Mr Gutwein said 90% of Tasmanians aged 16 and over will be fully immunized by the end of the weekend.
The island state is currently closed to NSW and Victoria, its two largest tourist markets, as well as ACT and hot spots in other jurisdictions.
Tasmania has been virtually free from community transmission of COVID-19 since a fatal outbreak in the northwest in April last year.
NSW and Queensland
New South Wales has recorded its highest number of cases since the lockdown was lifted, with health authorities worrying about increased transmission occurring in larger social venues such as pubs and clubs.
As of Thursday, some 516 infections were detected on more than 90,000 tests, but no new deaths linked to the virus were reported.
It is the highest daily tally on New South Wales since October 9, two days before the lockdown was lifted.
NSW recorded 516 new cases of COVID-19 within 24 hours to 8 p.m. last night. There are a total of 42 cases of COVID-19 with the Omicron variant in NSW. pic.twitter.com/dgRcvjyrCD
Among the cases was a traveler whose diagnosis triggered a short-term lockdown at a Bondi hostel.
Police cordoned off Noah’s Bondi Backpackers on Thursday afternoon as NSW Health locked it down and began testing all residents.
A spokesperson for the Sydney Local Health District confirmed on Thursday evening that a case had been detected.
“The case is now isolated. At the moment, Omicron is not a suspect, ”they said.
This is a relief for health authorities, who are already fighting to contain at least two major transmission events.
A quiz night at a Sydney pub sparked a new cluster of cases, with at least 44 customers testing positive for the virus after attending the popular Oxford Tavern in Petersham on November 30.
Authorities are also concerned about 140 passengers who embarked on a Sydney Harbor cruise on Friday evening, which has so far resulted in five cases of the Omicron variant.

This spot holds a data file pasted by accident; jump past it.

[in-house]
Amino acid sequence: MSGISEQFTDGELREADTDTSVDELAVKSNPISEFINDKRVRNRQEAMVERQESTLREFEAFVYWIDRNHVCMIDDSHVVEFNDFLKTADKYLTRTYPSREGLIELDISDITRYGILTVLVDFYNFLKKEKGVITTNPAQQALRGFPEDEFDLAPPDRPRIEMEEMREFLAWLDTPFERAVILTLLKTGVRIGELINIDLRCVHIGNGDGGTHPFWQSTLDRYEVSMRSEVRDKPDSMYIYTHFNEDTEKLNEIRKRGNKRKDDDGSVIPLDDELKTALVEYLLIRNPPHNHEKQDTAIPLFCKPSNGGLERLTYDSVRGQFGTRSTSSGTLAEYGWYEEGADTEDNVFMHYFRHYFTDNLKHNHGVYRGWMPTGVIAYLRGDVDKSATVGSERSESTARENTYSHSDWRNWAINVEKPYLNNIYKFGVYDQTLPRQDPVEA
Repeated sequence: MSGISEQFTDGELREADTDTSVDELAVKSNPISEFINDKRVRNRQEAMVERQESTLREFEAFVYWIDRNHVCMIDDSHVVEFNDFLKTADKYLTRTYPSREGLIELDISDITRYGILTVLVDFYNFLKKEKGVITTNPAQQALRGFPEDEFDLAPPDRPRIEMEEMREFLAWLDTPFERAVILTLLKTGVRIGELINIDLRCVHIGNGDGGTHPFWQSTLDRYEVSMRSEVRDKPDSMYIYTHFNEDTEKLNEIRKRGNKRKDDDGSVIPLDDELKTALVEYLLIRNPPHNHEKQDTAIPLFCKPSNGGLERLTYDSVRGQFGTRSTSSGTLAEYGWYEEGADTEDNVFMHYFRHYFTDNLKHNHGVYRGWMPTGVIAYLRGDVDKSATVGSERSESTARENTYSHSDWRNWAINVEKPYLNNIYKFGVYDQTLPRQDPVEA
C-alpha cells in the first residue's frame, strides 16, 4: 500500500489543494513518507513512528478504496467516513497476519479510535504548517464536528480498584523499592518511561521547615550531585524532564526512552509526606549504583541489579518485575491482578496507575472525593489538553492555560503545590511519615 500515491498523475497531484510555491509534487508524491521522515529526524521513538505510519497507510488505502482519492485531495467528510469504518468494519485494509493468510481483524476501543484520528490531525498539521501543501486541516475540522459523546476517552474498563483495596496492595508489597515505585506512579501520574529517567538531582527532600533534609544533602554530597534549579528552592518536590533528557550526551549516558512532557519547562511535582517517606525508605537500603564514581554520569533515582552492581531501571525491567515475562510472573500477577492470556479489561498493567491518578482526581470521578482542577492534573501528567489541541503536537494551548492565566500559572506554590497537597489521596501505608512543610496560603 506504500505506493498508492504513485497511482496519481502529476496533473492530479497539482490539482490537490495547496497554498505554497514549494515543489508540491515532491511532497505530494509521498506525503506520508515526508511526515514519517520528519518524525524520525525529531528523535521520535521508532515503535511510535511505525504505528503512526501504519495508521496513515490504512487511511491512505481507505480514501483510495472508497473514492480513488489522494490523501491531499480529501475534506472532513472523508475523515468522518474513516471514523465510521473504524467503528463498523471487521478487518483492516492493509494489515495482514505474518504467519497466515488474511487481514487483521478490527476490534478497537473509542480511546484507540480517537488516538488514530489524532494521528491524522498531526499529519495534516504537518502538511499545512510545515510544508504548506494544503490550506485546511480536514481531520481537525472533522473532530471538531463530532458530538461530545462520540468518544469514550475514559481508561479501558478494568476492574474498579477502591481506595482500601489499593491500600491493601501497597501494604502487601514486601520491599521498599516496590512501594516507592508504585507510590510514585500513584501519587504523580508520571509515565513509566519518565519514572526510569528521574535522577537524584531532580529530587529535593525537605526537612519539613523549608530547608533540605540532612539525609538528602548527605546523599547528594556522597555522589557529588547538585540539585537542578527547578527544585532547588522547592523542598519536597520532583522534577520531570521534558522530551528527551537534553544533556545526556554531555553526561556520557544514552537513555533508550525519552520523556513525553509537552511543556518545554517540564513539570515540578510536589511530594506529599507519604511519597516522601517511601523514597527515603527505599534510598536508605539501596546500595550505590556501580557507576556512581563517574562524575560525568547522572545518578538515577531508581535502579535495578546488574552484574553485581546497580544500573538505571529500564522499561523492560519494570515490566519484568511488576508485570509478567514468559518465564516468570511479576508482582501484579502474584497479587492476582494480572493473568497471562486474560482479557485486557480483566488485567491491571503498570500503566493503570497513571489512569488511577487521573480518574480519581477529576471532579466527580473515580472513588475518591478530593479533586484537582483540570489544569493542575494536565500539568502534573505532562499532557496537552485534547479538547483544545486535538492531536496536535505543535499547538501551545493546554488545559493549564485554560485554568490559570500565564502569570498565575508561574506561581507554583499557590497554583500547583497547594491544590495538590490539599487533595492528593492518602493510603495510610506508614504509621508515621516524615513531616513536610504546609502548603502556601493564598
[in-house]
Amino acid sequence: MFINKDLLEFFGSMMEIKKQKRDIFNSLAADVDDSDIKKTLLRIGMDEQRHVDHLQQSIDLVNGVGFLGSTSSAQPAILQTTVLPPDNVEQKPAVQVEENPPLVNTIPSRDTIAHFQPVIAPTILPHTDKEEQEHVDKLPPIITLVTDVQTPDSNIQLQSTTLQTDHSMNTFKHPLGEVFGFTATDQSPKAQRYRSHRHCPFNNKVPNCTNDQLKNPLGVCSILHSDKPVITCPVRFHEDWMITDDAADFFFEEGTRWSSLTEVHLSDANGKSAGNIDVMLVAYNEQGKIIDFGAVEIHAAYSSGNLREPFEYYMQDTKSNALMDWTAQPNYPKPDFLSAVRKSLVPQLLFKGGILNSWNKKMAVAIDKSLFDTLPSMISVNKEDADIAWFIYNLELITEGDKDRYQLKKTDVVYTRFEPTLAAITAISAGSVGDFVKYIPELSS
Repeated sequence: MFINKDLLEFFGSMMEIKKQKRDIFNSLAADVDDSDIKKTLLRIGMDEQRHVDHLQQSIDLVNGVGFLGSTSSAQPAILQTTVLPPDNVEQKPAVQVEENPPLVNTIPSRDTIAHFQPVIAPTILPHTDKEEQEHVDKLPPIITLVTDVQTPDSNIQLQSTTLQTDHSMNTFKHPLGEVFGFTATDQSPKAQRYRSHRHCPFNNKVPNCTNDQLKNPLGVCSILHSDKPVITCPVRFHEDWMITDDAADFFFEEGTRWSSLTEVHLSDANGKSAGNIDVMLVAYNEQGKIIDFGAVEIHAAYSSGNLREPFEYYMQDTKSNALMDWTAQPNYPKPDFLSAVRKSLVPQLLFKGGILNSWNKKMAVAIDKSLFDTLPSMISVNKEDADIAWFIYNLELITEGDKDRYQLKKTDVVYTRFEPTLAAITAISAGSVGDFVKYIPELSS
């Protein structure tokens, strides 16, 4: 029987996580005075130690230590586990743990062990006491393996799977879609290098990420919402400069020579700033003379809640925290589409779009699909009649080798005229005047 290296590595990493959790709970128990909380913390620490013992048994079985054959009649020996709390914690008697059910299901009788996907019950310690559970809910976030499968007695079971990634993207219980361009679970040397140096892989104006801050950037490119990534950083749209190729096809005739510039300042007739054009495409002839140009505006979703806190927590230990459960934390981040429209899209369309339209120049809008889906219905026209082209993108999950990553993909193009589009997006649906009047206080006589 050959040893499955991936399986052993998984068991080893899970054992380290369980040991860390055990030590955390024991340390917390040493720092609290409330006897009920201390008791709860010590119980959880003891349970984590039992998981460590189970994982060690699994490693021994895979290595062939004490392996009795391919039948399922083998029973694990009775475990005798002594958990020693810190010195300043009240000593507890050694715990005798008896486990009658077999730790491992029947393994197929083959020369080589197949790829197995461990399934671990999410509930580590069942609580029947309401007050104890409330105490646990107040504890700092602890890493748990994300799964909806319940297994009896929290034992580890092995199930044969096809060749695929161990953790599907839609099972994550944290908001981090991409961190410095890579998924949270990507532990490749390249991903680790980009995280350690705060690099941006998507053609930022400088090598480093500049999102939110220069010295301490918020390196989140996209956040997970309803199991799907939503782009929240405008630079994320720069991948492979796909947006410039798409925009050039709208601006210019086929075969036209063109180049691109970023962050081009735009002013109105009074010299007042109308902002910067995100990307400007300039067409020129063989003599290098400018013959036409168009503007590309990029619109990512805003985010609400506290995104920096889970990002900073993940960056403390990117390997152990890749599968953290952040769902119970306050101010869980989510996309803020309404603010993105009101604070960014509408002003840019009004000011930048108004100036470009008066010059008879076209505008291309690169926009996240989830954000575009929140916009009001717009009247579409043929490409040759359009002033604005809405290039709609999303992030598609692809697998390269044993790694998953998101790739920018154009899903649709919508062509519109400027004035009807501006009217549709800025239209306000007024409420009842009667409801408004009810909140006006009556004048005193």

NSW Health said on Friday it was concerned about the increase in transmission taking place in large social venues such as pubs, clubs and party venues.
“Transmission in these types of settings is contributing to the increase in cases in NSW and we urge people not to attend social activities if they have symptoms, however mild,” he said. .
Transmission in these types of settings is contributing to the increase in cases in NSW and we urge people not to attend social activities if they have even mild symptoms.
The number of people diagnosed with the Omicron variant of COVID-19 in NSW has now exceeded 40.
NSW Health has also issued an alert for Woody’s Surf Shack Night Club in Byron Bay for several days, where thousands of teens are celebrating schoolchildren.
“As Christmas approaches, and more and more of us get together with families, friends and colleagues to celebrate, it is especially important to be vigilant,” she said.
Gatherings should be held outdoors whenever possible, she said, and people with even mild symptoms should not attend or have visitors.
But Prime Minister Dominic Perrottet calls for “confidence, hope and optimism” before most restrictions end next week.
From December 15, density limits will be removed, QR records will only be required in high-risk locations, and masks will only need to be worn on public transport, at airports and on airplanes.
The government also announced a boost to the rebate relief available to qualifying individual merchants, nonprofits, and small businesses across the state.
They will be able to access up to $ 2,000 – up from $ 1,500 – to offset certain NSW and local government fees, including food and liquor permits, event fees and council rates.
In Queensland, six new locally acquired COVID-19 cases have been recorded and the state is investigating a seventh just three days ahead of border restrictions with ease from NSW.
Health Minister Yvette D’Ath said the six confirmed cases, and the seventh, are on the Gold Coast, with evidence of community transmission across the region.
With SBS News